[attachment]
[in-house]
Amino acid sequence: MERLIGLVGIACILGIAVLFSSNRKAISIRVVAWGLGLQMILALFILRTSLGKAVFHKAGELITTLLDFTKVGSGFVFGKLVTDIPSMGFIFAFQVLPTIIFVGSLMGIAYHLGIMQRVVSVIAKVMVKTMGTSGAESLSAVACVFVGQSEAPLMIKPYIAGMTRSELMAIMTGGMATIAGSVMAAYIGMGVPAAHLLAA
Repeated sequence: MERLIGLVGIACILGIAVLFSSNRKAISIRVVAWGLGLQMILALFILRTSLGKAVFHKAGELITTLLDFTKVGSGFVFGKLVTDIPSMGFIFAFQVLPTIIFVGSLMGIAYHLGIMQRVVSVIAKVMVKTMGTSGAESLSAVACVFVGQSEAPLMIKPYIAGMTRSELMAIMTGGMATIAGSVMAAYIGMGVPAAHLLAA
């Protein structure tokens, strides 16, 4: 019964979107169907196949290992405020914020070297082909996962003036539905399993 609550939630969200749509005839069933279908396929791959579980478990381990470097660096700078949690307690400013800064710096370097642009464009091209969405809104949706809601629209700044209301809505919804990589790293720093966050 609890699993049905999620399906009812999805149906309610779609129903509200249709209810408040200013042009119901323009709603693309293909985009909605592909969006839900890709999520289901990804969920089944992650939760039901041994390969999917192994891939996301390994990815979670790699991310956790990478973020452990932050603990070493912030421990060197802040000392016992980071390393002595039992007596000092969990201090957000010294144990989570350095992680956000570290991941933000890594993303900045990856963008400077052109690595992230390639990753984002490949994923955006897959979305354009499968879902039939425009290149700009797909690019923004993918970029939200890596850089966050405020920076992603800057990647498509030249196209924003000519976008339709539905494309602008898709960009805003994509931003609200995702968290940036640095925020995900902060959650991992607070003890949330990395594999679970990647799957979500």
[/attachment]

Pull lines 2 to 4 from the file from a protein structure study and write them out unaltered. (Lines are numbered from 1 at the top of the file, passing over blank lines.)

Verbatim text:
Amino acid sequence: MERLIGLVGIACILGIAVLFSSNRKAISIRVVAWGLGLQMILALFILRTSLGKAVFHKAGELITTLLDFTKVGSGFVFGKLVTDIPSMGFIFAFQVLPTIIFVGSLMGIAYHLGIMQRVVSVIAKVMVKTMGTSGAESLSAVACVFVGQSEAPLMIKPYIAGMTRSELMAIMTGGMATIAGSVMAAYIGMGVPAAHLLAA
Repeated sequence: MERLIGLVGIACILGIAVLFSSNRKAISIRVVAWGLGLQMILALFILRTSLGKAVFHKAGELITTLLDFTKVGSGFVFGKLVTDIPSMGFIFAFQVLPTIIFVGSLMGIAYHLGIMQRVVSVIAKVMVKTMGTSGAESLSAVACVFVGQSEAPLMIKPYIAGMTRSELMAIMTGGMATIAGSVMAAYIGMGVPAAHLLAA
């Protein structure tokens, strides 16, 4: 019964979107169907196949290992405020914020070297082909996962003036539905399993 609550939630969200749509005839069933279908396929791959579980478990381990470097660096700078949690307690400013800064710096370097642009464009091209969405809104949706809601629209700044209301809505919804990589790293720093966050 609890699993049905999620399906009812999805149906309610779609129903509200249709209810408040200013042009119901323009709603693309293909985009909605592909969006839900890709999520289901990804969920089944992650939760039901041994390969999917192994891939996301390994990815979670790699991310956790990478973020452990932050603990070493912030421990060197802040000392016992980071390393002595039992007596000092969990201090957000010294144990989570350095992680956000570290991941933000890594993303900045990856963008400077052109690595992230390639990753984002490949994923955006897959979305354009499968879902039939425009290149700009797909690019923004993918970029939200890596850089966050405020920076992603800057990647498509030249196209924003000519976008339709539905494309602008898709960009805003994509931003609200995702968290940036640095925020995900902060959650991992607070003890949330990395594999679970990647799957979500």